Postby Westcott » Tue Dec 07, 2010 7:50 pm

There are any number of works that use an inductive method, which I think is superior for getting started. For Attic I like the Cambridge/JACT set.* However, what I think is key is to mate this approach with a primer that has clear charts and indexing so that you can have the best of both worlds. For that purpose, I am a major fan of Abbott & Mansfield’s Primer of Greek Grammar and its Latin counterpart Kennedy’s Revised Latin Primer. On their own, these works are not suitable for self-learners, but they are compact treasure troves of grammar. Both of these volumes are still in regular use in UK universities so inexpensive print copies abound.

Best wishes!


*(For inductive Koine Greek, check out Buth's Living Koine Greek or John Dobson's Learn New Testament Greek)
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Re: which is the best book to study ancient greek?

Postby mohit » Wed Dec 08, 2010 3:17 am

Thanks all of you for helping me about greek.
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guruhu sakshat parahbrahma tasmai shrigurave namaha
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Re: which is the best book to study ancient greek?

Postby tmesis » Thu Dec 09, 2010 6:45 am

After learning the basics of ancient Greek with the Assimil course (available only in French or Italian), I would highly recommend it, or another course with an audio component. The courses I know of that use a similar approach are Assimil, Polis, and the Living Koine Greek course mentioned above. Polis is also available only in French at the moment, but I believe an English version is due out soon. The Assimil course helped me achieve an intuitive feel for Greek, something I did not achieve with attempts at Greek using Hansen & Quinn, Chase & Phillips, or Mastronarde. A large part of my success with the Assimil course is attributable to repeatedly listening to and speaking the dialogues, as such a process invites a much more painless internalization of the vocabulary and grammar. After rather haphazardly working through the course a few years back, I picked up Greek again recently and am now enjoyably reading the Iliad in Greek. Given the right method and materials, I believe this is something anyone can do. Good luck.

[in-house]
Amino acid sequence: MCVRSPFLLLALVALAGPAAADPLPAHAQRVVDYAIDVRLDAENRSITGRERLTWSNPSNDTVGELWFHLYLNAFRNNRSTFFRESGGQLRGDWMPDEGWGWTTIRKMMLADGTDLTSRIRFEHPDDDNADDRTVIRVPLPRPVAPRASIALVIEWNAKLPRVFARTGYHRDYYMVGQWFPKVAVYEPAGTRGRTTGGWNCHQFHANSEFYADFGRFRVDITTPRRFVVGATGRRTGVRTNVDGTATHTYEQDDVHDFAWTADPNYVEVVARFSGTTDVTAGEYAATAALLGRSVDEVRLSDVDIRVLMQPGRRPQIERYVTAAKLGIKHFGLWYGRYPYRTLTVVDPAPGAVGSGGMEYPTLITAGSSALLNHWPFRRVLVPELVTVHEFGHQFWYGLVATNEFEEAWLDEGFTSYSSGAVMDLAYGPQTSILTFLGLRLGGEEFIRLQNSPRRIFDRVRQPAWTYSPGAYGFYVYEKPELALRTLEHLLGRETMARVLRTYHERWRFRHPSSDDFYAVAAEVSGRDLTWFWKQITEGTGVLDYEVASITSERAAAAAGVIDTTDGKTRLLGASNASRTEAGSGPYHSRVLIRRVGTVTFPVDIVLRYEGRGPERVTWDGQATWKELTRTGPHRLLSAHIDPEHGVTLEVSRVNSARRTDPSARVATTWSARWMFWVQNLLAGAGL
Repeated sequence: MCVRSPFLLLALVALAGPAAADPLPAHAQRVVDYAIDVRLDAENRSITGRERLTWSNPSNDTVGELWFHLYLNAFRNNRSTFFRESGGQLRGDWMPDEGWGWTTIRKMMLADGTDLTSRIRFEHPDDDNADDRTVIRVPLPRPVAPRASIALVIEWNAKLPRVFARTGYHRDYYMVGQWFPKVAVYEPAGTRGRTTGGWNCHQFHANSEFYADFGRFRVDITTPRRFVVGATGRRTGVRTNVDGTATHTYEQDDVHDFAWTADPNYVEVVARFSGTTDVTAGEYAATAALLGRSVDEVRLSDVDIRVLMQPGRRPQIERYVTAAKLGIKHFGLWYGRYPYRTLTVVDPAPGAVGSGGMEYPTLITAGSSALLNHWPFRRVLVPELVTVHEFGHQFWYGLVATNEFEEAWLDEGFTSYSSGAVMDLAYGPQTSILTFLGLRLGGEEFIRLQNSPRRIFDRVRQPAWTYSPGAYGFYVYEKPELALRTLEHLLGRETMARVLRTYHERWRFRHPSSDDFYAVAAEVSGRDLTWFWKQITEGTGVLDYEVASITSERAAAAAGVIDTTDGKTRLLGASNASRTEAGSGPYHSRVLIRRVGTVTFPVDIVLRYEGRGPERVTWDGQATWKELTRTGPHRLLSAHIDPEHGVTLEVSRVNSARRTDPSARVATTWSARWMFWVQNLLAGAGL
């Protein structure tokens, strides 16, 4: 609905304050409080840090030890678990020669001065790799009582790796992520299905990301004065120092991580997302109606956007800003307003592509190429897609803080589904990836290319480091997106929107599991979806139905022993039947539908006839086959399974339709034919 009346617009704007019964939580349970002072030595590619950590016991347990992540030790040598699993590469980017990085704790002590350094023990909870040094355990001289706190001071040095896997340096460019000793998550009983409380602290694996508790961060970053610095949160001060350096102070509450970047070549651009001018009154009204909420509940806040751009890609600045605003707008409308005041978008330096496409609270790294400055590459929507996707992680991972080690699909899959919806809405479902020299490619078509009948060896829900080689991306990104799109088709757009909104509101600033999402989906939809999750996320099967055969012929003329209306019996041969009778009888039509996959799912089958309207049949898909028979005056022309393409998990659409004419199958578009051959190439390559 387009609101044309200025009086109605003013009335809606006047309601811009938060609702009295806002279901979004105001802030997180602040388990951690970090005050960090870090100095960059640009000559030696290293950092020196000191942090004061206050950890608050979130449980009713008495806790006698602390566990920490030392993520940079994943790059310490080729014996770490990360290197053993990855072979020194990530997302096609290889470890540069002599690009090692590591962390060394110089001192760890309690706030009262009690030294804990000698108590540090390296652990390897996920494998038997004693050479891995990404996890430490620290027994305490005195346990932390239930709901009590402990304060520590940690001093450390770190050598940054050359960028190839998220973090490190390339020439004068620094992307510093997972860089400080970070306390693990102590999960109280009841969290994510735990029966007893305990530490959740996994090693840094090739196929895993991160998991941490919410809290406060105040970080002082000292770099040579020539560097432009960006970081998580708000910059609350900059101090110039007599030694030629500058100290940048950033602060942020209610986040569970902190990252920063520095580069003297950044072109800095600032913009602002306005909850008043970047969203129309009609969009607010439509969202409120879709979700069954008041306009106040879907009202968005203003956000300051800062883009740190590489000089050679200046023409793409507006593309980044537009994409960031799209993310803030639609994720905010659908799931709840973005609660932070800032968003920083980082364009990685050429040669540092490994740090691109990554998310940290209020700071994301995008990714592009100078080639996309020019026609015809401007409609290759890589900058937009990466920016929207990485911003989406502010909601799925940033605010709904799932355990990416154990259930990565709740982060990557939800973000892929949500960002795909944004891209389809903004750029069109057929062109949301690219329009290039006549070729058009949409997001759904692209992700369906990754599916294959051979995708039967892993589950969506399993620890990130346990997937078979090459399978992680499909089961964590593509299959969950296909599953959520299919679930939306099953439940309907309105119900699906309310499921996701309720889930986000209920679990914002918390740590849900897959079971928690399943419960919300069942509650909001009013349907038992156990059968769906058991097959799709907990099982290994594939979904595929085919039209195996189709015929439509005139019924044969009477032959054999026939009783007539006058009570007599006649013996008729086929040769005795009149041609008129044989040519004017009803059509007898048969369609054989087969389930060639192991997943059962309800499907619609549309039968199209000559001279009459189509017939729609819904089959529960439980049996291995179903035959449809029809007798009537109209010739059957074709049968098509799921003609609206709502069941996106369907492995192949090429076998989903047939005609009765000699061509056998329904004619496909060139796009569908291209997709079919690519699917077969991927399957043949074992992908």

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Re: which is the best book to study ancient greek?

Postby pster » Wed Jan 05, 2011 10:04 pm

mohit wrote:Now I am trying to learn Latin. Which book is more usefull to study ancient greek.
What about White and Homeric Greek?
What about Introduction to Attic Greek?